CANDIDATE Q&A: Johannah Barry
Barry is founder and president of the Galapagos Conservancy, a non-profit organization dedicated to the protection of the Galapagos Islands.
My husband Dave and I have lived in Falls Church for 25 years with our sons Cieran and Eamonn, who attended City schools. I am a career environmentalist and development officer, working on domestic public lands issues and international park management, biodiversity conservation, and sustainable society issues. I serve on the East Jefferson Street Neighborhood Association Board and have been active in neighborhood issues. Also, I am a 2nd-degree karate black belt and have served as a volunteer self defense instructor with the Fairfax County Police.
Ira Kaylin and I are running a coordinated campaign, and we hope you will join us in bringing new ideas and energy to the City of Falls Church. As part of our campaign, we have developed a 5-year plan that we call “Falls Church 2015.” For more information, please visit our web site, www.barrykaylinforcouncil.com.
1. Why do you want to be on City Council?
The recent series of decisions made by the current majority on City Council regarding development, housing, and resource use suggests a trajectory which moves this City further away from economic stability and independence. I am a long-term resident of the City and want to be an active part of building its future. My skills in long-range strategic planning, financial management, and fundraising, and my professional focus on conservation can, I hope, move us towards an economically and environmentally sustainable community. As a citizen, I have felt disenfranchised, as have many City residents serving on commissions. I want us all to be part of charting a different course for this City which values transparency, inclusive decision-making, and fiscal strength and stability.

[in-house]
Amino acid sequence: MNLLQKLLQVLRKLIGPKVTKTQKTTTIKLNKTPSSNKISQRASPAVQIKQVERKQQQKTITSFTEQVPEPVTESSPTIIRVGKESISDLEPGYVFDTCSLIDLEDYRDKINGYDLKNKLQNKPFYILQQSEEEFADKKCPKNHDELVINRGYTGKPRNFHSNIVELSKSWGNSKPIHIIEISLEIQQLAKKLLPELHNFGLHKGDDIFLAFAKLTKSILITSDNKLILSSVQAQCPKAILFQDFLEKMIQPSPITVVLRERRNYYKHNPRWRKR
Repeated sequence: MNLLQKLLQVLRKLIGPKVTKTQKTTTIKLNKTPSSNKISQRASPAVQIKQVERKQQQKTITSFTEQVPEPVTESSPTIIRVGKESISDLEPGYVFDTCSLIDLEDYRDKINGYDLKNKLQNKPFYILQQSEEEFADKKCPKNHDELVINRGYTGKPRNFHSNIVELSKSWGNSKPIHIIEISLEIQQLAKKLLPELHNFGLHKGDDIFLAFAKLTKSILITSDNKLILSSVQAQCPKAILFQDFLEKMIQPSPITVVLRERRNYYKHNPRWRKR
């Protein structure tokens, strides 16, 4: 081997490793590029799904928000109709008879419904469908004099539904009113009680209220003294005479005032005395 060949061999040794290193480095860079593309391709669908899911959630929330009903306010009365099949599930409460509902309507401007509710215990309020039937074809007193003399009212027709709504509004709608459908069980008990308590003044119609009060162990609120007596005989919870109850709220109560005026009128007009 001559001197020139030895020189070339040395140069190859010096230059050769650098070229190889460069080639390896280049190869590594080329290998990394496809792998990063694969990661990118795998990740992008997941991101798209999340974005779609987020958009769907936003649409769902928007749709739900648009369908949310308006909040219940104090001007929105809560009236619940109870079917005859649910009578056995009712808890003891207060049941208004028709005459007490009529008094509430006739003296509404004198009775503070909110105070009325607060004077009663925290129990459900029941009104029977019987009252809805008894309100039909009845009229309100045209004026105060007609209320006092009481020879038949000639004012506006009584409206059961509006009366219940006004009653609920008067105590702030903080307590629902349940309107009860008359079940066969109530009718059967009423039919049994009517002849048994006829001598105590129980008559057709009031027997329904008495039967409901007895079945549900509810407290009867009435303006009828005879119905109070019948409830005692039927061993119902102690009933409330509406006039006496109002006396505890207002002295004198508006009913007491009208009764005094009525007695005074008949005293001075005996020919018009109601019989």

2. What has City government done well in the last 10 years? What has it done poorly?
Over the last 10 years, the City government has made important steps in charting and articulating its future through its current five year comprehensive plan. The development of citizen commissions, including the new long-range financial planning commission, suggests that the City values confronting emerging social and financial issues, and building a shared vision. Soliciting the input of our talented citizens on economic development and creating strong and regular links with commissions and Council are all positive. Proactive facilities planning produced the Mary Ellen Henderson Middle School which serves this community well.